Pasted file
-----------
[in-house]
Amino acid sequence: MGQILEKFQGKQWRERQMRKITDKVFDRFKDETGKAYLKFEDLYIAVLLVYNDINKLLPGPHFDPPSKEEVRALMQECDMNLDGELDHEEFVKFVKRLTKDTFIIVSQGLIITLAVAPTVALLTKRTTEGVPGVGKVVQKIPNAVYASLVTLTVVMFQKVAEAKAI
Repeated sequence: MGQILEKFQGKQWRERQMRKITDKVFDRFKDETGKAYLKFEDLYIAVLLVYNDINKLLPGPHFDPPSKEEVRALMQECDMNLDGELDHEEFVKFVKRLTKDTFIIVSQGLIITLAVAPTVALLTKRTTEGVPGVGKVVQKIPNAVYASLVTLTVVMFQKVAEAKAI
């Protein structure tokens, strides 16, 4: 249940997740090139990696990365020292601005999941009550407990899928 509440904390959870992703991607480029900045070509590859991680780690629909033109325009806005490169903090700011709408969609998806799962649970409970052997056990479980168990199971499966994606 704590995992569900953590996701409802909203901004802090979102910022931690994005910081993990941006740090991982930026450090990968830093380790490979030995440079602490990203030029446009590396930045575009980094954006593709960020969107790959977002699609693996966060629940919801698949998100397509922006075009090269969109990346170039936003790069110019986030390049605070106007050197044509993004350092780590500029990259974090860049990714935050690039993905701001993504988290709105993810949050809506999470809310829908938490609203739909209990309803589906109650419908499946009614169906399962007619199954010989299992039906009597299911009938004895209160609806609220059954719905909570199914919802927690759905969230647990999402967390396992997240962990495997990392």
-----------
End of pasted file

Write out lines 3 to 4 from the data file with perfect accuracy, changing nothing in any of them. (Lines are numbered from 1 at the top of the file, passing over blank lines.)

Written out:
Repeated sequence: MGQILEKFQGKQWRERQMRKITDKVFDRFKDETGKAYLKFEDLYIAVLLVYNDINKLLPGPHFDPPSKEEVRALMQECDMNLDGELDHEEFVKFVKRLTKDTFIIVSQGLIITLAVAPTVALLTKRTTEGVPGVGKVVQKIPNAVYASLVTLTVVMFQKVAEAKAI
């Protein structure tokens, strides 16, 4: 249940997740090139990696990365020292601005999941009550407990899928 509440904390959870992703991607480029900045070509590859991680780690629909033109325009806005490169903090700011709408969609998806799962649970409970052997056990479980168990199971499966994606 704590995992569900953590996701409802909203901004802090979102910022931690994005910081993990941006740090991982930026450090990968830093380790490979030995440079602490990203030029446009590396930045575009980094954006593709960020969107790959977002699609693996966060629940919801698949998100397509922006075009090269969109990346170039936003790069110019986030390049605070106007050197044509993004350092780590500029990259974090860049990714935050690039993905701001993504988290709105993810949050809506999470809310829908938490609203739909209990309803589906109650419908499946009614169906399962007619199954010989299992039906009597299911009938004895209160609806609220059954719905909570199914919802927690759905969230647990999402967390396992997240962990495997990392």